4. ^ "Giant MoonPie taking shape for New Year's celebration". Press-Register. Archived from the original on June 9, 2011. Retrieved August 14, 2009.
  5. ^ "Carnival/Mobile Mardi Gras Timeline" (list of events by year), Museum of Mobile, 2001, webpage:MoM: states: 1917 – The Chattanooga Bakery company introduces the popular marshmallow cookie "moon pie"; and, 1956 – The first "MoonPies" are thrown from a Mobile Mardi Gras float.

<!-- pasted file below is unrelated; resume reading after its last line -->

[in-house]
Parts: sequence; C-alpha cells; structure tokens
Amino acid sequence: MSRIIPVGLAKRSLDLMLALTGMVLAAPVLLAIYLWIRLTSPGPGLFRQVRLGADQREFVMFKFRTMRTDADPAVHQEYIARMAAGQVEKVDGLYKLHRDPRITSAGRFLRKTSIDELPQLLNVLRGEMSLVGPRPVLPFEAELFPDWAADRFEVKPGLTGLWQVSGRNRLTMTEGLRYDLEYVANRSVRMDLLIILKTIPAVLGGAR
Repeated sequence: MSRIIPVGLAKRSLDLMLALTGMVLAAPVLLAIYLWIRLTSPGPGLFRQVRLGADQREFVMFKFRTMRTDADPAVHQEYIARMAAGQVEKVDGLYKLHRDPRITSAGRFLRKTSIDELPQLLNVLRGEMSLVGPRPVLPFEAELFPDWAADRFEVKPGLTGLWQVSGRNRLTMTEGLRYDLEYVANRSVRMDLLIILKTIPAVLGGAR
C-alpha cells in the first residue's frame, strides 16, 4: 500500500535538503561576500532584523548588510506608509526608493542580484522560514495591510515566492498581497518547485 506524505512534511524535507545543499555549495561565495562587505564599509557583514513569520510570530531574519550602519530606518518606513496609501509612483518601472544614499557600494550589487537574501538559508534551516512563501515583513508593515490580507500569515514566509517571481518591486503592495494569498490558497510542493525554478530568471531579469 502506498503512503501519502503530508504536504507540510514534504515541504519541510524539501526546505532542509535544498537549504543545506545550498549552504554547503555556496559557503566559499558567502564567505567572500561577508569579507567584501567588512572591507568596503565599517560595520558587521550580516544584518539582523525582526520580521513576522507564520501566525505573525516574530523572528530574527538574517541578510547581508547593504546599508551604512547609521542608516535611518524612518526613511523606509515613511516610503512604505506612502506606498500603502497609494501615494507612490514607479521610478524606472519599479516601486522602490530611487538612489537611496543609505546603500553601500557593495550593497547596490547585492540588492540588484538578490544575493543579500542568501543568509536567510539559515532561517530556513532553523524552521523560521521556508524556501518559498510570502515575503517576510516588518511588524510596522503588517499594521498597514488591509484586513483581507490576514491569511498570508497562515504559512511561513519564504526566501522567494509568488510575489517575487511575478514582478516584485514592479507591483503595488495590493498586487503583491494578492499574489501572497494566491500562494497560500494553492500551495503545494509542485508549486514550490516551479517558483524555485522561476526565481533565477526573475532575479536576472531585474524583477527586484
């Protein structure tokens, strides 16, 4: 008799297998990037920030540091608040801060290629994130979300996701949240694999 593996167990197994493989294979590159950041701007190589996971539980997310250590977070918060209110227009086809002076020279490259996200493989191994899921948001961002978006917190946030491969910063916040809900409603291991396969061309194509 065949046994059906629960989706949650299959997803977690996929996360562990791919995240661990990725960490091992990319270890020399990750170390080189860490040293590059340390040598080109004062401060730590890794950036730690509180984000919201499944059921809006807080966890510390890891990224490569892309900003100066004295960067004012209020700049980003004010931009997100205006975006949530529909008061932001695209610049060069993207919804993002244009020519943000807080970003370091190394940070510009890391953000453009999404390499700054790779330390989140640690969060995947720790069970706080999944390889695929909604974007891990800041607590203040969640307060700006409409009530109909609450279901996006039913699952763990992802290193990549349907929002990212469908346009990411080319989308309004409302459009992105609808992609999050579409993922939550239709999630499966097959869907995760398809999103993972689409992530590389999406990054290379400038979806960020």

6. ^ "Mobile's Moonpies made their debut in 1974!". MardiGrasDigest.com. Archived from the original on October 3, 2008. Retrieved September 1, 2008.
  7. ^ Walton, Sam; John Huey (1992). Made in America. Doubleday. ISBN 978-0-385-46860-2.
  8. ^ "Chocolate MoonPie nutrition information" (label), DietFacts.com, September 7, 2004 (letter from bakery), webpage: DF-MoonPie (nutrition facts of full-size chocolate MoonPie).
  9. ^ "The Big Bang Theory – The Terminator Decoupling Quotes". the-big-bang-theory.com. Retrieved January 26, 2017.